In the New Heavens and the New Earth, there is no sorrow or tears or pain or complaints, not even the spiritual pain some of the saved experience in today’s Heaven.
But, contra Aristotle’s Timeless prison, history – in a purified and exalted form – will continue in the New Creation, just as we will have perfect bodies there, with pure and holy souls.
(An important qualifier, as the damned will have perfect bodies when they are cast into the Lake of Fire. Bodies that will transmit every jolt of pain, and never degrade or grow dull, forever. We need Christ’s salvation!)
From Gary North’s Christian Economics: Teacher’s Edition Chapter 54: Eternity vs. Entropy
Most Christians think of heaven as static: no work, no progress, and no dominion. There will be a total discontinuity between history and eternity. Basically, they see heaven, which they equate with eternity, in much the same way that neo-classical economists see the world of equilibrium. The difference is this: they see this realm as real. Neo-classical economists see equilibrium as hypothetical. But this is not the way that John describes eternity in the final section of the New Testament. He describes a transition from heaven to the post-resurrection world.
Then I saw a new heaven and a new earth, for the first heaven and the first earth had passed away, and the sea was no more. And I saw the holy city, new Jerusalem, coming down out of heaven from God, prepared as a bride adorned for her husband. And I heard a loud voice from the throne saying, “Behold, the dwelling place of God is with man. He will dwell with them, and they will be his people, and God himself will be with them as their God. He will wipe away every tear from their eyes, and death shall be no more, neither shall there be mourning, nor crying, nor pain anymore, for the former things have passed away” (Revelation 21:1–4).
This is why the parable of the minas in Luke 19 is crucial to a correct understanding of the post-resurrection world. It describes the beginning of the final inheritance. The resurrection will launch eternity, which will be an extension of history for covenant keepers. In contrast, entropy will swallow up covenant breakers. As I wrote in Chapter 52, there will be no progress in the lake of fire. There will be no unforeseen changes. There will be no prices. There will be no profit opportunities. There will be no human action. The lake of fire is the world of equilibrium—literally. This is the biblical view of eternity for covenant breakers.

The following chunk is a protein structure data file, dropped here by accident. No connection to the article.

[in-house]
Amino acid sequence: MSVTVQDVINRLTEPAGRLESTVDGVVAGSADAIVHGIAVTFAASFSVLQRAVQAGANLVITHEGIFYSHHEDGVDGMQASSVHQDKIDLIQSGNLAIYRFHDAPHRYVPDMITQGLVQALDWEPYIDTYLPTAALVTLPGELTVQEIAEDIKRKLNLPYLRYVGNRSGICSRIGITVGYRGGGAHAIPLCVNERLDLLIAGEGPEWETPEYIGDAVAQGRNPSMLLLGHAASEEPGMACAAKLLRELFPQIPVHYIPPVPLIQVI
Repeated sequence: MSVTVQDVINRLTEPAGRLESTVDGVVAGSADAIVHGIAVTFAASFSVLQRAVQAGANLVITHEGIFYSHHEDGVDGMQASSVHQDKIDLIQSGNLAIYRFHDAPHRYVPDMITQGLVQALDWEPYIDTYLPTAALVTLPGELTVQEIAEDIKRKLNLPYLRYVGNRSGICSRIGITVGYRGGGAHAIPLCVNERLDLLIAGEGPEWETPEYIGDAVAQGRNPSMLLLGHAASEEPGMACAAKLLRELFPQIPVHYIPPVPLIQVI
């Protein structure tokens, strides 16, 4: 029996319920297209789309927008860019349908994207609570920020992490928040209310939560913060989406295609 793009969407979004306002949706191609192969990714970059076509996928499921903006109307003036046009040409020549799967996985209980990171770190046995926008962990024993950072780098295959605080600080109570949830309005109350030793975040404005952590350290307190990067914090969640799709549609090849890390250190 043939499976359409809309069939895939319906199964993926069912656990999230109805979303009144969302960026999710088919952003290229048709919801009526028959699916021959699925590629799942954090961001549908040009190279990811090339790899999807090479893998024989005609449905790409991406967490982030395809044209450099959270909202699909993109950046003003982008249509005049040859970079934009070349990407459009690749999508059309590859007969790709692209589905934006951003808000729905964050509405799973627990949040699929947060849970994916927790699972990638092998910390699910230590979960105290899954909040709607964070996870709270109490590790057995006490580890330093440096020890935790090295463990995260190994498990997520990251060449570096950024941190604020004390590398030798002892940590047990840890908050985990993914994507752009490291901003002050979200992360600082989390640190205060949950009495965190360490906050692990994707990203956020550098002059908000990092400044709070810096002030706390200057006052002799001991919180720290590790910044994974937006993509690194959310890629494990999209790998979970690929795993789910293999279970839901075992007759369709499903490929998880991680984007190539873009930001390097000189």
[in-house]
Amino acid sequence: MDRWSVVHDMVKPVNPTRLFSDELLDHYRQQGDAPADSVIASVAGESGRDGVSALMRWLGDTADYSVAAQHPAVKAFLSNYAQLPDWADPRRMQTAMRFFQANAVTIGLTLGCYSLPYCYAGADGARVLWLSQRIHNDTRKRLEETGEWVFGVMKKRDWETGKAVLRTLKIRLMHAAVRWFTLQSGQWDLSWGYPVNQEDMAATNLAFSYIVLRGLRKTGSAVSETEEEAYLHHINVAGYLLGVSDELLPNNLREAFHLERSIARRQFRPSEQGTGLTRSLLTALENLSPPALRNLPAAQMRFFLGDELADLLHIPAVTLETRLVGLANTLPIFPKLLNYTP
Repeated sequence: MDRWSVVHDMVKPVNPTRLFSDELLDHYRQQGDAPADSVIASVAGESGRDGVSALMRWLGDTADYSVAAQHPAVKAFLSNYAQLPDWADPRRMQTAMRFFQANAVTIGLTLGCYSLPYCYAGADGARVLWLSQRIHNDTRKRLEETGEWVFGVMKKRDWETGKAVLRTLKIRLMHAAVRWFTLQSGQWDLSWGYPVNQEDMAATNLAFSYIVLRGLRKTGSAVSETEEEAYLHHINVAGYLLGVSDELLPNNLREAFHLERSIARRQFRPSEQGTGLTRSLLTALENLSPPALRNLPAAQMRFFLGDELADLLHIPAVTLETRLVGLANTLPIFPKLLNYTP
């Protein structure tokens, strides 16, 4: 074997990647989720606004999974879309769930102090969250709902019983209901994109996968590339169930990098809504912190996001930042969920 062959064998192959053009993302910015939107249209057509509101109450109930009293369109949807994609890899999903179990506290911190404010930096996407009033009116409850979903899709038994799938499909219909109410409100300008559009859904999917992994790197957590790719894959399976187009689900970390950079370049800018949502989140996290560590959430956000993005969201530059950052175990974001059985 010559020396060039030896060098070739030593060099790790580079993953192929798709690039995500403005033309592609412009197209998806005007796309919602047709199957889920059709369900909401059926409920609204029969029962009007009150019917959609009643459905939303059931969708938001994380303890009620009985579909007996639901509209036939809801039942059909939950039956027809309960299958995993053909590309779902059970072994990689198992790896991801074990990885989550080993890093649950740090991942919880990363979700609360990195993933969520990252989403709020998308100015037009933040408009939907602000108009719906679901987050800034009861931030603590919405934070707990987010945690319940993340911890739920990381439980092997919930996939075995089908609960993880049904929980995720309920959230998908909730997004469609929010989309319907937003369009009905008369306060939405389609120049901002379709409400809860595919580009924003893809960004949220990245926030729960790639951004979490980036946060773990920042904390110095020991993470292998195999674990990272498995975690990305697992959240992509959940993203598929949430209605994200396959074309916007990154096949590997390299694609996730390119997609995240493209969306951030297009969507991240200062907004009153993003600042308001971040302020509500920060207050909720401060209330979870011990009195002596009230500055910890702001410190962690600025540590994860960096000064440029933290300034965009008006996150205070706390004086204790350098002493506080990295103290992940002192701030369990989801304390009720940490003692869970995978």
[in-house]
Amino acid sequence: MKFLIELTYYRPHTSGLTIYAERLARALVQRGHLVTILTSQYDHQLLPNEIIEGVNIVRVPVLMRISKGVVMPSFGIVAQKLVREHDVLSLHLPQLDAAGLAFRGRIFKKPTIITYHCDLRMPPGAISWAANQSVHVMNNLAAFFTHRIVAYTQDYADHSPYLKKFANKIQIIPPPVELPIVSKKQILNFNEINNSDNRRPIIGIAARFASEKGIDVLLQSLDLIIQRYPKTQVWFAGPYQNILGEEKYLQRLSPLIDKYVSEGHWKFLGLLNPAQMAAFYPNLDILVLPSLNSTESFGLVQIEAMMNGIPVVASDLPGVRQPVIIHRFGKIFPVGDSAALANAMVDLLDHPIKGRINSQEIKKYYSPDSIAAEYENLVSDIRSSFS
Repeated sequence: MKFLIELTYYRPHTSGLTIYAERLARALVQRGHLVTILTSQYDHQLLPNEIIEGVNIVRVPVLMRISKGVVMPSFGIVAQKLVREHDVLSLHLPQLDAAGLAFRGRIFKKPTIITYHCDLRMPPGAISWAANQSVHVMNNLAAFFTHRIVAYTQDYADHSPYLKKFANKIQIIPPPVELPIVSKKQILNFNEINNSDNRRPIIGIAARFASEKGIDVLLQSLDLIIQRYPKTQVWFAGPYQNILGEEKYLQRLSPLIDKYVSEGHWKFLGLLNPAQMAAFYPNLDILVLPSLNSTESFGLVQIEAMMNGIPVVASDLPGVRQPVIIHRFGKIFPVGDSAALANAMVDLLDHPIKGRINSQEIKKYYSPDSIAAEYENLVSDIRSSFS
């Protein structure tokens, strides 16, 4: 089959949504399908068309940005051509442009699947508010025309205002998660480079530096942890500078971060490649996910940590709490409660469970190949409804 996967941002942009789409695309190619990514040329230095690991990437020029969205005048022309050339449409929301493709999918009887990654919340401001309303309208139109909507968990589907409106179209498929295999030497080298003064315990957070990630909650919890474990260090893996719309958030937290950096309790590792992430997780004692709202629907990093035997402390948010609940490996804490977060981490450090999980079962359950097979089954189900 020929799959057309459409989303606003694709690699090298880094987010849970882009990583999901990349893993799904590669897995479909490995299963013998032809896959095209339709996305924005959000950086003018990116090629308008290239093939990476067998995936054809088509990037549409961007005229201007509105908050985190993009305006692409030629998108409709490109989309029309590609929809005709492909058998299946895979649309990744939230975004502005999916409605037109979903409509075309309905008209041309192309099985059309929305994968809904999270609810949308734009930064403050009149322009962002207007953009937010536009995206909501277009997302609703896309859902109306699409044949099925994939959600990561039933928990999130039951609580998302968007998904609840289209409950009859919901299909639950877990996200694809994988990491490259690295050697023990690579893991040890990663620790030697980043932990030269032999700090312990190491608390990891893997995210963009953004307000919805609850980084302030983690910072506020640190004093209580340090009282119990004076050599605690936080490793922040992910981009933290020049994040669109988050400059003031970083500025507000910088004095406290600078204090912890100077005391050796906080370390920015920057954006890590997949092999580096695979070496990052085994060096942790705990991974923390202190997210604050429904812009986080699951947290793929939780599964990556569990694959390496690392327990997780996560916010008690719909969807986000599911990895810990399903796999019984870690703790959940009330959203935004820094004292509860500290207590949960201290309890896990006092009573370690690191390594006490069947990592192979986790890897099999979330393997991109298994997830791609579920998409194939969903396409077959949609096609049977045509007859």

Don’t be a covenant breaker.
Be a covenant keeper!
With all that being said, I do believe that we should communicate our love of God and His vision of eternity in our music.
The Christian Scholastics have serious flaws, but in several important ways they took God more seriously than we do today. This is obvious in their laws and their society, as well as their music.
We know more than they did, and we should be more than they were.
Our music should also be far better than their music was.
Certainly, we are more wealthy and technologically advanced and free and comfortable than they ever were: these are blessings from on high, and we should be thankful for it!
But this is insufficient: we should also have better music and better laws, but in many ways we don’t. Despite our wealth and ease, we also don’t have the strong hope they did: this is proven by our low birth rates.
We must find how we are disobedient (as well as how we are obedient) to God. We must repent, and rip out the disobedience, and strengthen the ways we do obey God.
Then our joy can be complete, and be better than the past in all ways, not just some!